From Walter Ukaegbu, Abuja

The Nigerian Communication Commission (NCC) has revealed that Singapore Investment Corporation has indicated interest to invest in its broadband projects.

According to representative of the Executive Vice Chairman of the NCC at a meeting with Singapore Investment Corporation, Miss Josephine Amuwa, who is director policy, competition and economic analysis, the investors have indicated interest in broadband, infracos and other projects.

She said the NCC would discuss further with them, with a view to reaching agreement on where exactly they would want to come in.

Amuwa told said the NCC wants an expansion in the broadband of the metropolitan area, since the area was not very well-developed.

She disclosed that there were some moves to license more infracos in the South West, South East, South South, North Central and North East, adding that the NCC believes the segment holds a good opportunity in fibre space if the organisation could find an operator in the sector to partner.

Speaking earlier, on behalf of Singapore Investment Corporation, Mr. David Hobson, told the NCC EVC, Professor Umar Danbatta, that they were interested in investing in any aspect of the commission’s project area that would be having huge domestic market.

Umar Garba Danbatta2






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RMAFC : Revenue mobilisation commission seeks wider consultation on IJVCs

From Uche Usim, Abuja

The Revenue Mobilisation Allocation and Fiscal Commission (RMAFC) is seeking wider consultations among stakeholders, prior to the conversion of Nigeria’s Joint Venture Contracts (JVC) to Incorporated Joint Ventures Company (IJVC) aimed at ensuring that all parties’ interest are protected.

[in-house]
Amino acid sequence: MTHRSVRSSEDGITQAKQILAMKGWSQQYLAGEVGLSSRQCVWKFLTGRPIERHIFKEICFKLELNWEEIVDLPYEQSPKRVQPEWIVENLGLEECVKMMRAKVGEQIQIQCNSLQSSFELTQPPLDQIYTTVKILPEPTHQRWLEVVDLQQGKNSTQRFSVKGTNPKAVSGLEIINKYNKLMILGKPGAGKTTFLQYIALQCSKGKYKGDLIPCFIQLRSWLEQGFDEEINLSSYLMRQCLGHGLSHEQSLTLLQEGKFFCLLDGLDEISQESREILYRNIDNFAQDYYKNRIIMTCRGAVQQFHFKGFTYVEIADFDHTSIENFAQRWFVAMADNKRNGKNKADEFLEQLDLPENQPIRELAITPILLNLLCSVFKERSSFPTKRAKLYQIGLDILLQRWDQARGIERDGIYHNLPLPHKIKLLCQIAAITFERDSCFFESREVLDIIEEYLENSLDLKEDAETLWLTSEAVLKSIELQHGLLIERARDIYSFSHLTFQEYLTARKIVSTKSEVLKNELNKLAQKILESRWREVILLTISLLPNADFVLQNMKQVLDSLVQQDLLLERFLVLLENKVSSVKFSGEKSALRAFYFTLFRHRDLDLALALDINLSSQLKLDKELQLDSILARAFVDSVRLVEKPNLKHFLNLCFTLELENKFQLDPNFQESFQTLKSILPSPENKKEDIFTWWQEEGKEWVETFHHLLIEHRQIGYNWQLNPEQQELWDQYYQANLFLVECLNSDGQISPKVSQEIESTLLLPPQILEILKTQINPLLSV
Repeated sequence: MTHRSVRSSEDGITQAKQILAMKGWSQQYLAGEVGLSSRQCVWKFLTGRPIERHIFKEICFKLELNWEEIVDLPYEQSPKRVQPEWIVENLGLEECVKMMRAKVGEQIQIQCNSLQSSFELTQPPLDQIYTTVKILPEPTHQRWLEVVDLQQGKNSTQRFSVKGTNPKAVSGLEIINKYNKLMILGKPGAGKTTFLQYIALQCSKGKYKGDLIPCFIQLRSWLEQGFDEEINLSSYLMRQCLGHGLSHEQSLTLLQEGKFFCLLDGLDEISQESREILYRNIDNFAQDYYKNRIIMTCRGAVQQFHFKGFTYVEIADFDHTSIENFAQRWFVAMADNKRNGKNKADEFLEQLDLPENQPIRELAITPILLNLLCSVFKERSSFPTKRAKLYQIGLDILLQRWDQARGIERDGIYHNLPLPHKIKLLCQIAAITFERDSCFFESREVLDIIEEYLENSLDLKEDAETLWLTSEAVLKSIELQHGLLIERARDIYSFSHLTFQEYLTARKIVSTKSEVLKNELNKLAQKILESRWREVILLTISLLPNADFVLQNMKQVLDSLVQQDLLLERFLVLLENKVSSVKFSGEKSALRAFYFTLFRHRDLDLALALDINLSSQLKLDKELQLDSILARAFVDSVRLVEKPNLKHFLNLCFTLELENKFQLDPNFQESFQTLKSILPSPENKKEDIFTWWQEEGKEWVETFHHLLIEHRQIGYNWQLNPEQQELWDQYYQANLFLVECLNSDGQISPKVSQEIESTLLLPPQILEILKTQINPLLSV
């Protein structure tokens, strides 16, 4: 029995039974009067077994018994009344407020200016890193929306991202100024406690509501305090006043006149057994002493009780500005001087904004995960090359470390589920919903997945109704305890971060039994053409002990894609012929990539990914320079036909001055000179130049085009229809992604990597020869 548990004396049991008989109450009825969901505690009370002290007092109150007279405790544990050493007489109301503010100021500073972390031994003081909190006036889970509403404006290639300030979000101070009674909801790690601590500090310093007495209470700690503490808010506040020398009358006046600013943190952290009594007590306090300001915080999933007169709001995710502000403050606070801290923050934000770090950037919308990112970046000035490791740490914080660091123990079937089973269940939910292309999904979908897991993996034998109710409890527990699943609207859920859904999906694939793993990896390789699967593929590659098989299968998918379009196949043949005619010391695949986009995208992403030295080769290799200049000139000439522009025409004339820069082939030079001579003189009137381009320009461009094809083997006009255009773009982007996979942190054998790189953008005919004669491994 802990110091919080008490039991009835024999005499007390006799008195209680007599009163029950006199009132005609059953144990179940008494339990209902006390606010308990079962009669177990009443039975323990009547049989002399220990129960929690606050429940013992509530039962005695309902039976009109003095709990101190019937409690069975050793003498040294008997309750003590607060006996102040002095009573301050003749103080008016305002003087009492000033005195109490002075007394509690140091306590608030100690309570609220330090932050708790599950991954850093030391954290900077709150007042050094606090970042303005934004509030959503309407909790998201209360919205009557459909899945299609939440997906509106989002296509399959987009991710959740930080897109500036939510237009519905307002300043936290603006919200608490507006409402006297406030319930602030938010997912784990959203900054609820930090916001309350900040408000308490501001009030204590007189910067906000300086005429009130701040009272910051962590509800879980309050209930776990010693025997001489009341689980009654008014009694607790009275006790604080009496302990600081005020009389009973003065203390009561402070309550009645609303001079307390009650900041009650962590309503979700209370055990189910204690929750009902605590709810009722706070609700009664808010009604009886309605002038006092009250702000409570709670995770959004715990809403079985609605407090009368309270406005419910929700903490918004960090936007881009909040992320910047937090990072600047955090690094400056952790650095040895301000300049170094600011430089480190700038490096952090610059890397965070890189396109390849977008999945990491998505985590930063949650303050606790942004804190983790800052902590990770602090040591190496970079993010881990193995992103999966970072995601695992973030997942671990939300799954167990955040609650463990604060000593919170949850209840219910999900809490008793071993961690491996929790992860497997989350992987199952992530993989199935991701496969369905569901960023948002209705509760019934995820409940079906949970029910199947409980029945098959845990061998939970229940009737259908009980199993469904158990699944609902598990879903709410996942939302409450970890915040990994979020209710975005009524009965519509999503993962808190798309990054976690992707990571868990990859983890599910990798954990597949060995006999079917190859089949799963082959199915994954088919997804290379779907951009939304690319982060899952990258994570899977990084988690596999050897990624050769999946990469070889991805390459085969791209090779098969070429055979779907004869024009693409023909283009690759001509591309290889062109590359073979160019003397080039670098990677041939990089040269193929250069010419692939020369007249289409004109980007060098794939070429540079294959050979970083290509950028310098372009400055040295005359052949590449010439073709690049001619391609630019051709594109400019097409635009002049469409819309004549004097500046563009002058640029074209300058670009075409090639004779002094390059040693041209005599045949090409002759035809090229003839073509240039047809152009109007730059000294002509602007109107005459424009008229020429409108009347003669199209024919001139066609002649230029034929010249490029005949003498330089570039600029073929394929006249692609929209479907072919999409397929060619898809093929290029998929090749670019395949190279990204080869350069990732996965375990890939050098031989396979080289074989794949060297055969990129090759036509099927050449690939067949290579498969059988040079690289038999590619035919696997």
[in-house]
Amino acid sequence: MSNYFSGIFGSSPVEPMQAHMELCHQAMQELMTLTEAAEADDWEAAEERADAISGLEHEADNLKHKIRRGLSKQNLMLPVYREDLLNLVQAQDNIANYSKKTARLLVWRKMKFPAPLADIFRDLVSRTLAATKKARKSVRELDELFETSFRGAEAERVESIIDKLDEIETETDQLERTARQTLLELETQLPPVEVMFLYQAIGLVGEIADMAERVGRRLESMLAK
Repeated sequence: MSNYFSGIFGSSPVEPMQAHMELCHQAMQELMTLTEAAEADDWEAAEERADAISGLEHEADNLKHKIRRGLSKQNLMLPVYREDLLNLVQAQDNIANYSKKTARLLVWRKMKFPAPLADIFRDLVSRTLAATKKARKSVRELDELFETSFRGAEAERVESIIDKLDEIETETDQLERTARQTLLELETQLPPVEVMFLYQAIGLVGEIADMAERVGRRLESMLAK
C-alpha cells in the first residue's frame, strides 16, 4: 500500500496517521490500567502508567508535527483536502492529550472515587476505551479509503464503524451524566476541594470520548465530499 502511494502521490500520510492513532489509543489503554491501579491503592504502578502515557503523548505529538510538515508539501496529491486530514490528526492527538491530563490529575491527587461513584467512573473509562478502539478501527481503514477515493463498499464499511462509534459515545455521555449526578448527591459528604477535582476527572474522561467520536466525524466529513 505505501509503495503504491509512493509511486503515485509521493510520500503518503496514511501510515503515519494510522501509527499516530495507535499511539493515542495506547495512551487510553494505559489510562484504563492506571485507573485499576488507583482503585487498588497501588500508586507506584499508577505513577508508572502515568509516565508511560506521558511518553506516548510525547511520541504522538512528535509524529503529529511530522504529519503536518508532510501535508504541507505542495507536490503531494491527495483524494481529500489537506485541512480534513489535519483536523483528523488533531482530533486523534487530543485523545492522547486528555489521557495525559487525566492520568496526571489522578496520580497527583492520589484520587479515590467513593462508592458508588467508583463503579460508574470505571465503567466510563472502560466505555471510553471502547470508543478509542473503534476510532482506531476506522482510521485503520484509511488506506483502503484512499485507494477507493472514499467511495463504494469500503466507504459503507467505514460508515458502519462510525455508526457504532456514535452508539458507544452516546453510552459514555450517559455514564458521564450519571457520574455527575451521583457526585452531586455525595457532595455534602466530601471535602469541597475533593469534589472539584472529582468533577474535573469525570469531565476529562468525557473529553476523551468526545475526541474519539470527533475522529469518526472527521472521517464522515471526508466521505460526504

Spokesman of the commission, Ibrahim Mohammed, stated this yesterday in Abuja while reacting to a newspaper publication credited to former IBTC boss, Atedo Peterside, who advocated for the replication of the successful NLNG model in the divestment of assets in the Joint Venture Contracts (JVC).

Peterside also opined that the JVC should be converted to Incorporated Joint Ventures (IJVs), where the federation stake was capped at below 50 per cent across all the oil producing JVs.

Explaining the merits and demerits of the two business models, , the RMAFC spokesman  maintained that revenue inflow into the federation account and its timing could change significantly if and when the government decides to transit from the JVC to the IJVC.  He added that the JVs were  being managed professionally and profitably.

“Under the JVC arrangement, the federation receives its share of equity crude, which represents 100 per cent revenue and the federation pays JV cash call, which represents the cost of production.